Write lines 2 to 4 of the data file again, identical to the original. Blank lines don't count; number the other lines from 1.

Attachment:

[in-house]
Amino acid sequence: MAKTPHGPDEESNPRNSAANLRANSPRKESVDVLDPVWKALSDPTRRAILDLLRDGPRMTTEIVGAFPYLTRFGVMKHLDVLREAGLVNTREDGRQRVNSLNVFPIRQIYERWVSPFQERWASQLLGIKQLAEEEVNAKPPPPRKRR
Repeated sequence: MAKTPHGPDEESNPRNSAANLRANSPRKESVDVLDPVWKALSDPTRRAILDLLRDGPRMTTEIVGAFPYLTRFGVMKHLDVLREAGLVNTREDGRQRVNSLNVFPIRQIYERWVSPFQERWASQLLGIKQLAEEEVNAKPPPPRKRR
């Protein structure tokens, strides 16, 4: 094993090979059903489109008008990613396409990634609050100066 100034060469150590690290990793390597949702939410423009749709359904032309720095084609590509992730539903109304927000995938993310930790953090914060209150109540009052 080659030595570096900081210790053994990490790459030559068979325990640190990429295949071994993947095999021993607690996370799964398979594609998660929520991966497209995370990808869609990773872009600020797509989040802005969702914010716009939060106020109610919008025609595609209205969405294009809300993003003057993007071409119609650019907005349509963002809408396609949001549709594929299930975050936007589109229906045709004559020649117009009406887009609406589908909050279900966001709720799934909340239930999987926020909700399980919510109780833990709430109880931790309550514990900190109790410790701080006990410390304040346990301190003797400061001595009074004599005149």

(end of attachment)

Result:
Amino acid sequence: MAKTPHGPDEESNPRNSAANLRANSPRKESVDVLDPVWKALSDPTRRAILDLLRDGPRMTTEIVGAFPYLTRFGVMKHLDVLREAGLVNTREDGRQRVNSLNVFPIRQIYERWVSPFQERWASQLLGIKQLAEEEVNAKPPPPRKRR
Repeated sequence: MAKTPHGPDEESNPRNSAANLRANSPRKESVDVLDPVWKALSDPTRRAILDLLRDGPRMTTEIVGAFPYLTRFGVMKHLDVLREAGLVNTREDGRQRVNSLNVFPIRQIYERWVSPFQERWASQLLGIKQLAEEEVNAKPPPPRKRR
């Protein structure tokens, strides 16, 4: 094993090979059903489109008008990613396409990634609050100066 100034060469150590690290990793390597949702939410423009749709359904032309720095084609590509992730539903109304927000995938993310930790953090914060209150109540009052 080659030595570096900081210790053994990490790459030559068979325990640190990429295949071994993947095999021993607690996370799964398979594609998660929520991966497209995370990808869609990773872009600020797509989040802005969702914010716009939060106020109610919008025609595609209205969405294009809300993003003057993007071409119609650019907005349509963002809408396609949001549709594929299930975050936007589109229906045709004559020649117009009406887009609406589908909050279900966001709720799934909340239930999987926020909700399980919510109780833990709430109880931790309550514990900190109790410790701080006990410390304040346990301190003797400061001595009074004599005149």